This is the second book in the author’s Grenville Saga which traces the fortunes of the Grenville family in South Carolina. In this volume, the Civil War is over, slaves have been freed and the State is negotiating with the Union for its entry. Jonathan Grenville is a schoolteacher with a dream of teaching both black and white students on an equal basis and his wife, Susan, comes from the rich Dubois family who hold many properties. Hector Moreau is their former slave and now determined to help the black cause. Jonathan and Susan have seven children, who have either left home or of an age when they can do so, especially Mary Sue who has her own dream of breeding horses.
Lurking in the background is the presence of the Ku Klux Klan, who see Jonathan as a black sympathiser, and the constant threat of violence in the run up to state elections.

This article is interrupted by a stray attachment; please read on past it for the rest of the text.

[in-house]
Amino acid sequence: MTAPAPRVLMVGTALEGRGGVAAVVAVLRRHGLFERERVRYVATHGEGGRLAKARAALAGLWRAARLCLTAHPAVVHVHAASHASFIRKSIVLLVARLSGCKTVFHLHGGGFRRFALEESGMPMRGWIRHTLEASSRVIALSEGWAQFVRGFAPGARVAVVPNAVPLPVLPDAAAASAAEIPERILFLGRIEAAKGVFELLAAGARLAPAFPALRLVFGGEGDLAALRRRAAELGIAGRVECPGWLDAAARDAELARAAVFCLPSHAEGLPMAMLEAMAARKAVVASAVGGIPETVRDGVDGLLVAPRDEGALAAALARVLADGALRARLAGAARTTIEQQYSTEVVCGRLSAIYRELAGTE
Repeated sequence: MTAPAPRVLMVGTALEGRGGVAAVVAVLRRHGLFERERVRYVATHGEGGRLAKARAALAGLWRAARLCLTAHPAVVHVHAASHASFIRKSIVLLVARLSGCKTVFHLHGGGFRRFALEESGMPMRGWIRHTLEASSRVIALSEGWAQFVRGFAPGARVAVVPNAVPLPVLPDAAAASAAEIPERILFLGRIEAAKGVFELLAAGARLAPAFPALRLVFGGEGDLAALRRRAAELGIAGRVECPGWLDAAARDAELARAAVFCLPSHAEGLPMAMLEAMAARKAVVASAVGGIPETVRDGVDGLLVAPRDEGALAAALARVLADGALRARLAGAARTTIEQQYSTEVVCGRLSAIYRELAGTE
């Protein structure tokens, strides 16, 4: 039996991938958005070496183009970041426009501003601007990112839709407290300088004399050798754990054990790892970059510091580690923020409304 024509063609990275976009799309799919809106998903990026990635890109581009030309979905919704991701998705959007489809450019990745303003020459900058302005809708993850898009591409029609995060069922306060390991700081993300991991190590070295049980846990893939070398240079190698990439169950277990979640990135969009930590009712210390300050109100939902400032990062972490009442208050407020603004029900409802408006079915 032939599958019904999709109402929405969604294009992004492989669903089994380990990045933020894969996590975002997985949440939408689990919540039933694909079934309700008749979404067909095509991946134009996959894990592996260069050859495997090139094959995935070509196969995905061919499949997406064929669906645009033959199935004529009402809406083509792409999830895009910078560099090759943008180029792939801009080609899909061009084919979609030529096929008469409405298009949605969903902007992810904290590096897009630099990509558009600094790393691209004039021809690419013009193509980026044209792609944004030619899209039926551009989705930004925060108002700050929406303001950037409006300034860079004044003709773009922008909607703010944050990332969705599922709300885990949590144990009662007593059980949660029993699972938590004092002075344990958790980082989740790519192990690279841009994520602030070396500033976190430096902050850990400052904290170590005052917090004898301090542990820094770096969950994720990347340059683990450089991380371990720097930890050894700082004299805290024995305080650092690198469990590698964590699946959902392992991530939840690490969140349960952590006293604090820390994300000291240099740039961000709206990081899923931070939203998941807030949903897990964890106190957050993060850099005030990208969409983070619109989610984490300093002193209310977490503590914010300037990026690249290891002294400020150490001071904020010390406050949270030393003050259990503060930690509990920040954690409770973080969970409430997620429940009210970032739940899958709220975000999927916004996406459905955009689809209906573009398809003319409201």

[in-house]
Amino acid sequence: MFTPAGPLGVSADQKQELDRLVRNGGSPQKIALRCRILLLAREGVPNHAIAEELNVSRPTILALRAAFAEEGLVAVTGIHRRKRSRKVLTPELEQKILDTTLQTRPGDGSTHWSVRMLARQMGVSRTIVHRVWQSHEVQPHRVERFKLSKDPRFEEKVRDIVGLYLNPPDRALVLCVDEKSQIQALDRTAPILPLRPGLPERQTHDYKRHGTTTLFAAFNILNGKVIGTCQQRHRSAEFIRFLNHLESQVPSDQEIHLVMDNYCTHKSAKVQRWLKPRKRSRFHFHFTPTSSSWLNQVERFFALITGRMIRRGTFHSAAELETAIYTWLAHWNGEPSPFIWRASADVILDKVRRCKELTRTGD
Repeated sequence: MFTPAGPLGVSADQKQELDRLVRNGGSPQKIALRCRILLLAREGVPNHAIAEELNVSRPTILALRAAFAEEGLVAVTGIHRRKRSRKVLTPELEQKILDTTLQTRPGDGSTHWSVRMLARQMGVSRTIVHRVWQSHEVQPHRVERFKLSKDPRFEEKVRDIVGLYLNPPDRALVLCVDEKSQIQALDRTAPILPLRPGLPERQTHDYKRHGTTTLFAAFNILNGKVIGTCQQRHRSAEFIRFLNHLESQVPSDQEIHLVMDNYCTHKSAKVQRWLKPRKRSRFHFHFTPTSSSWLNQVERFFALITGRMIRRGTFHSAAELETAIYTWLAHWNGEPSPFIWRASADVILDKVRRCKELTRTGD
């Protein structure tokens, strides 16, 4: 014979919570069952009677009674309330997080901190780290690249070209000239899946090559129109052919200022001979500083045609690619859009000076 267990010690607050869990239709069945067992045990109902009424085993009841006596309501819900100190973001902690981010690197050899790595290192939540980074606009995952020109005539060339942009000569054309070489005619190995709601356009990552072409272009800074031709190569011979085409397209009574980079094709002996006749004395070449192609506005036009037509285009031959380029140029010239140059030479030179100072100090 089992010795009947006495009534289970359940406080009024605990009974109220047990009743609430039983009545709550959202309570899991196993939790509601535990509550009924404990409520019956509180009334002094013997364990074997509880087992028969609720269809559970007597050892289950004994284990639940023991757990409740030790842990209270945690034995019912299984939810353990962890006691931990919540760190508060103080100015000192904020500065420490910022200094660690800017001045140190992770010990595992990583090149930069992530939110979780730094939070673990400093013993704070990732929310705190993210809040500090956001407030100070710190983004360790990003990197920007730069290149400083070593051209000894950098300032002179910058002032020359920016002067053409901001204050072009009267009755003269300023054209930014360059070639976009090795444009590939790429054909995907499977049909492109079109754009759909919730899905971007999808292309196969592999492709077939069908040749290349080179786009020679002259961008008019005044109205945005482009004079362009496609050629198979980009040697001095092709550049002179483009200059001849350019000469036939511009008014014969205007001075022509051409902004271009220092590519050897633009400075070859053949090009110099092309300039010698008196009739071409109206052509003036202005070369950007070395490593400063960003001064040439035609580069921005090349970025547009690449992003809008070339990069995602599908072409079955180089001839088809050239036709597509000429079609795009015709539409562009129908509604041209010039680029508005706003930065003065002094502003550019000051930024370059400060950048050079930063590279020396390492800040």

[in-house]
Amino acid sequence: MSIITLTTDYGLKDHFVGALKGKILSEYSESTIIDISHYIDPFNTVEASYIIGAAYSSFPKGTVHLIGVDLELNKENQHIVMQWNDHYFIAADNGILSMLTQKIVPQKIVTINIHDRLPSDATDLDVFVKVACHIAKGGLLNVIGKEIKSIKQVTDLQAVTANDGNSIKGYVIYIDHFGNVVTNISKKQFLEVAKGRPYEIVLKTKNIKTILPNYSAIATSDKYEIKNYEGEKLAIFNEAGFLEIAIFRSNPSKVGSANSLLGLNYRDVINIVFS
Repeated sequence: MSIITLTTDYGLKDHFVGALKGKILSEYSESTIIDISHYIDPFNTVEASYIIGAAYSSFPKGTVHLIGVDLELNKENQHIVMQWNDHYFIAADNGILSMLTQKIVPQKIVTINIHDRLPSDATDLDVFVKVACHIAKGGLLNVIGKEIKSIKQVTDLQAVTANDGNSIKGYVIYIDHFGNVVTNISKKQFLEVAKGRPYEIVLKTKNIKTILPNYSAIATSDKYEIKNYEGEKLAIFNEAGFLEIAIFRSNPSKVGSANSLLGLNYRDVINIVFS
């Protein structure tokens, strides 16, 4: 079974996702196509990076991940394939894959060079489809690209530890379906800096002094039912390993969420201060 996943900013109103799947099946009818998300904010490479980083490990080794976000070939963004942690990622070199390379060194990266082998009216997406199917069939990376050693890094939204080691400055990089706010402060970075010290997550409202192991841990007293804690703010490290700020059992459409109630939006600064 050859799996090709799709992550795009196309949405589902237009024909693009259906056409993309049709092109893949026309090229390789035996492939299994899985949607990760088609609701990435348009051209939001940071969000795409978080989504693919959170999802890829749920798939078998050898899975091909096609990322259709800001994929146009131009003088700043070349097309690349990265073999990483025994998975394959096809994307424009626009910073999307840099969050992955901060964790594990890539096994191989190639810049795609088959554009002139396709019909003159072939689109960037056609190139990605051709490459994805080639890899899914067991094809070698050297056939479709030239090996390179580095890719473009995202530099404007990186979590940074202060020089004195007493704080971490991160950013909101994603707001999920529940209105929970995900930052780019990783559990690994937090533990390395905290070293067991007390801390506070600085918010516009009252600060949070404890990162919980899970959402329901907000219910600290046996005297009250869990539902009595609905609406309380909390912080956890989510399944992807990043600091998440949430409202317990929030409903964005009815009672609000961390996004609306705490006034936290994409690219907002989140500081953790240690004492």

The story promises much, but the problems which beset the family are overcome too easily and too quickly to create the climax of real conflict; the threat of the Klan fizzles out without achieving anything much, and the characters were a little stereotyped. Ms Schriber writes very well, but the story rides along nicely with everybody getting what they want without too much hassle – no ‘bad ass’ characters to create any page-turning conflict.
Nevertheless, readers who like this particular phase of American history, and who enjoy a comfortable ‘homely’ feel to a novel will very much appreciate this one.